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Cobbles removed at last!
Joyous news! Hold the front page! After almost three painful years, the cycle-trap cobbles
on Providence Place and Ann Street have finally been removed!
These were the lethal ones that would catch you out
as you glided down the Ann Street hill from Sainsbury's with a full pannier of fragile shopping.
The workmen told me they were next going to tackle the killer cobbles
at the top of York Place. This council-approved cycle route
will now (hopefully) be obstacle free!
Cobbles sabotage (see below): someone had a go at digging them up...
...but the Council patched them up.
Down (or up!) with the cobbles!
Rows of cobbles designed to knobble the unwary cyclist
seem to be springing up all over the place.
Just round the corner from the new cycle lane (see below),
the council (actually it's 'the developers' again)
have laid rows of cobbles across Providence Place, Elder Place and Ann Street.
What are they for?
They clearly don't calm cars,
but are a hazard to cyclists using this quiet route
from Preston Circus to the North Laine,
designated a blue 'official cycle route' on the council's latest cycling map.
My saddle bag jumped off once while negotiating this barrier.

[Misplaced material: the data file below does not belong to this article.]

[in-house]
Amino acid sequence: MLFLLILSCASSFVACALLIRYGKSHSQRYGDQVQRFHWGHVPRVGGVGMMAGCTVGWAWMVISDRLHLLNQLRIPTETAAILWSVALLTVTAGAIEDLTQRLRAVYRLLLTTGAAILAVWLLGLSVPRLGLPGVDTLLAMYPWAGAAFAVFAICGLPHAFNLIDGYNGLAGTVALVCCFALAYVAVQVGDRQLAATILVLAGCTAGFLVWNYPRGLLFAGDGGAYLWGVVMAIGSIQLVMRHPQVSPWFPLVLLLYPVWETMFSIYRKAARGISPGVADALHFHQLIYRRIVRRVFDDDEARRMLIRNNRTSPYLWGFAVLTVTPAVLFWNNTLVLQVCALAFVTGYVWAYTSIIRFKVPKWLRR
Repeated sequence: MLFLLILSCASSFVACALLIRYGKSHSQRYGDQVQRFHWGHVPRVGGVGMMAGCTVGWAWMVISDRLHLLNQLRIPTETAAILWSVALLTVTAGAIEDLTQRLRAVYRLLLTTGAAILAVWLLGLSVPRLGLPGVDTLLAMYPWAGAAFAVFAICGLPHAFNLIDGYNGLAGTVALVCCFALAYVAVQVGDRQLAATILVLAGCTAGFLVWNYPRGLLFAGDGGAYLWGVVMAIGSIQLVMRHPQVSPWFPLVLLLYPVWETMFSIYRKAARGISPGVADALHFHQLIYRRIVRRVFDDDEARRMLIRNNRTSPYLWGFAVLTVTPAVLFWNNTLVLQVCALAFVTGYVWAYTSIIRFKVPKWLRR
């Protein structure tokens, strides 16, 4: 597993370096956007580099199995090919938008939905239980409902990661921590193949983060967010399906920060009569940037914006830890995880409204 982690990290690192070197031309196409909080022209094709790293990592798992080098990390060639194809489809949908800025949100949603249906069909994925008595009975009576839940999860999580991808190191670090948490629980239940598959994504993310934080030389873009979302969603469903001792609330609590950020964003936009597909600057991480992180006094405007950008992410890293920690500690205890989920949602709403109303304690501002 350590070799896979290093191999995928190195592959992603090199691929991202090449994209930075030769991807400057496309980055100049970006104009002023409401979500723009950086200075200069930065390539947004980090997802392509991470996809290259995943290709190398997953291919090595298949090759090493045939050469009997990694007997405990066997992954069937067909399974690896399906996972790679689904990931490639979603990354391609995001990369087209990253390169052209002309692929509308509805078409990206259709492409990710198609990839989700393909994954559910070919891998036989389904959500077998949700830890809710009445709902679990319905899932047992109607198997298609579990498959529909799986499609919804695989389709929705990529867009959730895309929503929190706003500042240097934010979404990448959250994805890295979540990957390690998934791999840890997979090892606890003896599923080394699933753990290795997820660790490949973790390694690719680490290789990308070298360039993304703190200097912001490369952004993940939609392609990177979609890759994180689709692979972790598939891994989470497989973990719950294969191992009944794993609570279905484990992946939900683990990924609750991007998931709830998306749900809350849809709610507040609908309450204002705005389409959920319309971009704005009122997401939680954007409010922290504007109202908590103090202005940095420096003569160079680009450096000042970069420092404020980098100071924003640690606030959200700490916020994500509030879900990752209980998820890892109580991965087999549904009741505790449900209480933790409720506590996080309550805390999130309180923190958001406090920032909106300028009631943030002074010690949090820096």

Ironically, because of the road camber,
the middle section where the cars go is relatively lower!
Further along Providence Place by St Bartholomews church.
At least here they have left a gap for cyclists to squeeze through!
Cobbles at the 'entrance' to the cul de sac, bottom of Ann Street,
by Ransom's and St Bart's church, opposite Boots on London Road.
What are they for? They clearly don't deter cars from entering,
but are a hazard to cyclists using this as a through route to London Road.
It's not obvious here but some cobbles are
about an inch (24.5mm) proud of the road surface.
Within the station site proper (New England Street)
they've put a bike lane through the cobbles -
why couldn't they have done that on Providence Place?
Mind you, cyclists heading north still have to negotiate the cobbles.
This lane is now painted pink – see above.
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Images & text © copyright Alan (Fred) Pipes 2009
who asserts his moral rights as creator